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Career that lets you travel lots/to remote locations?

  1. Sep 11, 2016 #1
    At the moment I am about to enter my final year of an MSci Physics with Particle Physics and Cosmolgy. My final year project will have me working on particle detector R&D (looking at designs and radiation hard technologies to upgrade LHCb's ECAL). The natural progression from that was to do a phd involving detector R&D, and up until a week ago that's what I had decided to do. I can't remember what happened but now I am not 100% that's what I want to do.
    I guess one of the reasons is because it is all computer work, and I have never wanted to have a computer based job. Some computing is fine (and inevitable) but I always imagined I'd get a more hands on job, being in a laboratory or doing fieldwork. So now I'm looking at alternatives. I understand that if I do decide to move away from particle physics that I will probably need to do another masters degree in the new subject.
    So I'm looking at careers that will let me travel lots, take measurements and/or install equipment. Anything hands on.
    I've considered geophysics as from what I understand it can involve a lot of fieldwork, even to remote locations like the antarctic. I was interested in volcanology as a child, however, looking at degree programs none of them are grabbing my interest.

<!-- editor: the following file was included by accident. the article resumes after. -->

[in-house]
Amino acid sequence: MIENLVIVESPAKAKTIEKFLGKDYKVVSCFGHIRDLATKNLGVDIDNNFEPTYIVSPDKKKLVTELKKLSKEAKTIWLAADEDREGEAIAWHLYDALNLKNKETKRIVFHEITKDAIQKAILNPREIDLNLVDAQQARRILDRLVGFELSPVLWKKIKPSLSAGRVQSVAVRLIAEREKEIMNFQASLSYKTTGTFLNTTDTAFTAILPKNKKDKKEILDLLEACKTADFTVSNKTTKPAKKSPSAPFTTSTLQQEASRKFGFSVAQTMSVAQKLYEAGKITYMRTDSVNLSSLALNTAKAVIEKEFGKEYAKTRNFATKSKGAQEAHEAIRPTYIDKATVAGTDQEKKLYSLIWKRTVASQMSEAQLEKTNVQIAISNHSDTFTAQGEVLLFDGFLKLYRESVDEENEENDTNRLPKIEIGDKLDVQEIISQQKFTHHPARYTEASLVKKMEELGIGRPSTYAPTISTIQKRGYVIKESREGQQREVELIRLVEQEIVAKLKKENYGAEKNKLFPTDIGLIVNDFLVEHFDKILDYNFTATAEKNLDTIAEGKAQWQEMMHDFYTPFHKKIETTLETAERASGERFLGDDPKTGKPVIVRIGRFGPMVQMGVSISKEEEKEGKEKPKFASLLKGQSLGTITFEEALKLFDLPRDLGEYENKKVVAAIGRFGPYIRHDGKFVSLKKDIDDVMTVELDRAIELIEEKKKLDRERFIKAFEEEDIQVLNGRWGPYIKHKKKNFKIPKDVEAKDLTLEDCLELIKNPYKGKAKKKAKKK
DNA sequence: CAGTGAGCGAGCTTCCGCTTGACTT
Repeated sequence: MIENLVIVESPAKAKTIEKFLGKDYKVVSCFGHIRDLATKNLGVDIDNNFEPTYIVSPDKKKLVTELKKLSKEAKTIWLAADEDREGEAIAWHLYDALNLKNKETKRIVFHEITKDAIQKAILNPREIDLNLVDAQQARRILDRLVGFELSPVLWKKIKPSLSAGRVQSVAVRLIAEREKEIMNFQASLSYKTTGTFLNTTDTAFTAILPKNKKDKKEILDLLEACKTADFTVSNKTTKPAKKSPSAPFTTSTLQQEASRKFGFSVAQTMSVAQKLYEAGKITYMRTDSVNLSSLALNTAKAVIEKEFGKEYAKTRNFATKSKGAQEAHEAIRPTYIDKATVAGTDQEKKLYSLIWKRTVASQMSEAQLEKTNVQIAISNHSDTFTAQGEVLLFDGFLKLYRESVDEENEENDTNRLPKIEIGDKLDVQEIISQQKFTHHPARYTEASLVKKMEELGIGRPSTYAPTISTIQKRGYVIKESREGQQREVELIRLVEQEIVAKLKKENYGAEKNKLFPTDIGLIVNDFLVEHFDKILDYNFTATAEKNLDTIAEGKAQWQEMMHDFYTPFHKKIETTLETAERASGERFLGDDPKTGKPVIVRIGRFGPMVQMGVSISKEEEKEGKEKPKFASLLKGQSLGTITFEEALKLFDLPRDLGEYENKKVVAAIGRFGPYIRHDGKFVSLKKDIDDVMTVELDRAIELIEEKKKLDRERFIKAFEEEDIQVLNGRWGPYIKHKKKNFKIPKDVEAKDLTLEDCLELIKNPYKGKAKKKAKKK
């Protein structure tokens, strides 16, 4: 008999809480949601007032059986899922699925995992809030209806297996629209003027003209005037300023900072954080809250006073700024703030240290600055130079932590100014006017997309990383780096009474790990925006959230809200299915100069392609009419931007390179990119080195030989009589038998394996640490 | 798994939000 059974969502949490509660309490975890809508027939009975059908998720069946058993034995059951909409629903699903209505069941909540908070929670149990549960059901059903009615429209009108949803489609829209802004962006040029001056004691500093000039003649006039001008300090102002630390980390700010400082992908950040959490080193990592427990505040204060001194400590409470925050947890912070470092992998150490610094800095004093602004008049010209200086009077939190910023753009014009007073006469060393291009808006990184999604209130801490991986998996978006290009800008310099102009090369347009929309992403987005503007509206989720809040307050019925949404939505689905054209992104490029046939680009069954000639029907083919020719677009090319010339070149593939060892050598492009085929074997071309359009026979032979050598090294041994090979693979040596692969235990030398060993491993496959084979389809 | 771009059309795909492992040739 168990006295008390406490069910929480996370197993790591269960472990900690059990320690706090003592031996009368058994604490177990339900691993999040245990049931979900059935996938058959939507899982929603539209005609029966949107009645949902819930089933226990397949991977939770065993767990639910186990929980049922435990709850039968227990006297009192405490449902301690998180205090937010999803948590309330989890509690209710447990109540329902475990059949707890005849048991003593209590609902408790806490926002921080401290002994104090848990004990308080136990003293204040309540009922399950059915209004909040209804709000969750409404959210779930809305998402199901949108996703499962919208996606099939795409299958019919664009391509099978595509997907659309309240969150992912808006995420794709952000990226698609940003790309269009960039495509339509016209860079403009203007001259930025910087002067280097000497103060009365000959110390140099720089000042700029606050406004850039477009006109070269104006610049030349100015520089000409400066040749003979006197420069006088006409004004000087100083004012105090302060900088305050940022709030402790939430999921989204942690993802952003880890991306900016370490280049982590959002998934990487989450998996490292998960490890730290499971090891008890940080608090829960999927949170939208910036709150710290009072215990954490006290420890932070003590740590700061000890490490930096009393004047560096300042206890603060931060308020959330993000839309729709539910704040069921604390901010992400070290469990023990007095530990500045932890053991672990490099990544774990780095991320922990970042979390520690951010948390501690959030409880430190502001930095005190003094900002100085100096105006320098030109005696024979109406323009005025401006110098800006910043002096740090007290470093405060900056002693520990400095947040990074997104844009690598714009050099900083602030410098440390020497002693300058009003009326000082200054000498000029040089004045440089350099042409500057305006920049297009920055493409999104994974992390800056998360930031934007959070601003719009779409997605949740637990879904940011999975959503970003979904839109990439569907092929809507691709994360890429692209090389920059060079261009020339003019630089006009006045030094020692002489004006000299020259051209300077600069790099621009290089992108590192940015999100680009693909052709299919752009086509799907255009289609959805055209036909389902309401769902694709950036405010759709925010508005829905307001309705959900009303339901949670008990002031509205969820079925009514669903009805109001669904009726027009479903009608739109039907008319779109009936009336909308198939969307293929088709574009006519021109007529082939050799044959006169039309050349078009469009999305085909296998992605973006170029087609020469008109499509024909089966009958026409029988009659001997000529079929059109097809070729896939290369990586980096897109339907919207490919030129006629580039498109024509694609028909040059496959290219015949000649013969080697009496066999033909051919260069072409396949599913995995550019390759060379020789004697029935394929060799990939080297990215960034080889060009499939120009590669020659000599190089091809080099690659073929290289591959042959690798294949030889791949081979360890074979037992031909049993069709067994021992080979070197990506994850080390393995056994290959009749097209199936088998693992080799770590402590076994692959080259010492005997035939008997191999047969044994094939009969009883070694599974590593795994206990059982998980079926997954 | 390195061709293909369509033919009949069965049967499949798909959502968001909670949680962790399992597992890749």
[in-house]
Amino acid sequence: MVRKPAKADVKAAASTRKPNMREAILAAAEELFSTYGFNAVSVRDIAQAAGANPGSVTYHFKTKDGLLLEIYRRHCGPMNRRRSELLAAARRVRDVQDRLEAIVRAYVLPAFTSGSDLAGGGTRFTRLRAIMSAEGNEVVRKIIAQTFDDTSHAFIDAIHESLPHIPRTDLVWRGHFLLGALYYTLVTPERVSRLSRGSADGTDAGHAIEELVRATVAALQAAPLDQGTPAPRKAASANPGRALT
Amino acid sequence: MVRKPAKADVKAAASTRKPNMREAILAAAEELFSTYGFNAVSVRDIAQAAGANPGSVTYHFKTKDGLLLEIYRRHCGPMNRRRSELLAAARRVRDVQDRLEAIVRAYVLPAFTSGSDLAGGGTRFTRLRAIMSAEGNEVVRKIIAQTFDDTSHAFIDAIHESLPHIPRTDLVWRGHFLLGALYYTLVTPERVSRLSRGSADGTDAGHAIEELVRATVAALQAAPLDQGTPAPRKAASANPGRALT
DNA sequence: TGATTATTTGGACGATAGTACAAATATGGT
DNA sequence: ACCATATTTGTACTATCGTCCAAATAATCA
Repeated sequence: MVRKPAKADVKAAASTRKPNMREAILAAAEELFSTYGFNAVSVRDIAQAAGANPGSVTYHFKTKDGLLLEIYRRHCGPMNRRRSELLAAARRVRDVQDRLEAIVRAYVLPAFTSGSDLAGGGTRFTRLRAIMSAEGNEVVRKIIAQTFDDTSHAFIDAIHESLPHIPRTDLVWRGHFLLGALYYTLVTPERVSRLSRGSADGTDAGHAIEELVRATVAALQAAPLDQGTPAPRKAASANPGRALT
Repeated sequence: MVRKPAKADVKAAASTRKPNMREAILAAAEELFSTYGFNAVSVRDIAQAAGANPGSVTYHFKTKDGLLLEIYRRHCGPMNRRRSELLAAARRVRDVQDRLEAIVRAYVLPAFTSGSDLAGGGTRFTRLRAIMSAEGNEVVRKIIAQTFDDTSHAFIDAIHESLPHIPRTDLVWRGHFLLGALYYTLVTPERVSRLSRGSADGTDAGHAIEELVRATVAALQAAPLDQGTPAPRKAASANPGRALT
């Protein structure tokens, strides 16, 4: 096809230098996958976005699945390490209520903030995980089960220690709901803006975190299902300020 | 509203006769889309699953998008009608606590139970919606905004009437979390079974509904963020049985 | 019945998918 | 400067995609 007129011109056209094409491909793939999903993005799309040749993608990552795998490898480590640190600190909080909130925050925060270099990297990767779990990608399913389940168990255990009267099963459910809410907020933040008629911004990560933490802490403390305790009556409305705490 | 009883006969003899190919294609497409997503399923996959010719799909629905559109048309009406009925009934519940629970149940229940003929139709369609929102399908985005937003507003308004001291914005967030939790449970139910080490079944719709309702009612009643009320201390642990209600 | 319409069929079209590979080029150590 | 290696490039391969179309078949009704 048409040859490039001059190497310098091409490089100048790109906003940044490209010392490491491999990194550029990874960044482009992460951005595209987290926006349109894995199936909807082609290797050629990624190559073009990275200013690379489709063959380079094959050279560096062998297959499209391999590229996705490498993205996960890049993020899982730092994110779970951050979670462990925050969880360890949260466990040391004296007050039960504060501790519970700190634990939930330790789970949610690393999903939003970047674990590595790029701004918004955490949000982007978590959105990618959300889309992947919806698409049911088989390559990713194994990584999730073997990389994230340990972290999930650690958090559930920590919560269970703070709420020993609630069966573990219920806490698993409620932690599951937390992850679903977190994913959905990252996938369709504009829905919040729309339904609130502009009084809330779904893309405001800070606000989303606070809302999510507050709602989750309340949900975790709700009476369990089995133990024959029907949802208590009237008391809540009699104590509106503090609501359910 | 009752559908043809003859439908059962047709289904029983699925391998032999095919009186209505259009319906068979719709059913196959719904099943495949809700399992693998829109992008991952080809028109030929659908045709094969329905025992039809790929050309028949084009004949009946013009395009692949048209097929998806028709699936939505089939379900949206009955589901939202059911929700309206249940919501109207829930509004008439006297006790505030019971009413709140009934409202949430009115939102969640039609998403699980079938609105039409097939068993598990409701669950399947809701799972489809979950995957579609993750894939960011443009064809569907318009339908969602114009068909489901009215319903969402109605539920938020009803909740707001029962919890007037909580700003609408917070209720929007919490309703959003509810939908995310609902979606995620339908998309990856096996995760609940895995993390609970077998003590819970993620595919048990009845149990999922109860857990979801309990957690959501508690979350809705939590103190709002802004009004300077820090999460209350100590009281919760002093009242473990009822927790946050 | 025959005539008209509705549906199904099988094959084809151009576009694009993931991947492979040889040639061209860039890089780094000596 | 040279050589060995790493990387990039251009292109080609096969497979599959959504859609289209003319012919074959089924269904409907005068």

I've also considered aerospace engineering (more specifically astronautics and space science) as I'm very interested in space travel (the dream is to be an astronaut - extremely unlikely but I'm still going to take a stab at it) but from what I understand it's all computer work, you design the spacecraft/etc but you dont build it.

    So what careers have I not considered that would let me at the very least travel a bit, even if it still has a fair amount of computer work.
  2. jcsd
  3. Sep 11, 2016 #2


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    There should be a lot of lab work involved in the ECAL upgrade and other particle detector upgrade projects. The hardware has to be built after all. Okay, the LHCb upgrade will be installed soon, but there is still the HL-LHC upgrade. ATLAS and CMS plan large upgrades for this phase, with research done now and construction starting in the next 1-2 years.
    There is a lot of travel involved for meetings, to exchange expertise how to build things and so on.

    IceCube sends several PhD students to the South Pole, some of them stay for the winter.
  4. Oct 29, 2016 #3
    You could consider the geophysical offshore industry. Sure, the oil industry is not that strong at this moment, but the renewable energy sector is doing better. So there are vacancies from time to time. It still involves quite a lot of computer work, but you for sure get to travel to remote locations and vessels.
    . Not always populated places (harbors are not always social places), but you get to see a lot. Salaries are not too bad (low tax rates). From time to time really hands-on jobs when you are doing geotechnical sampling.
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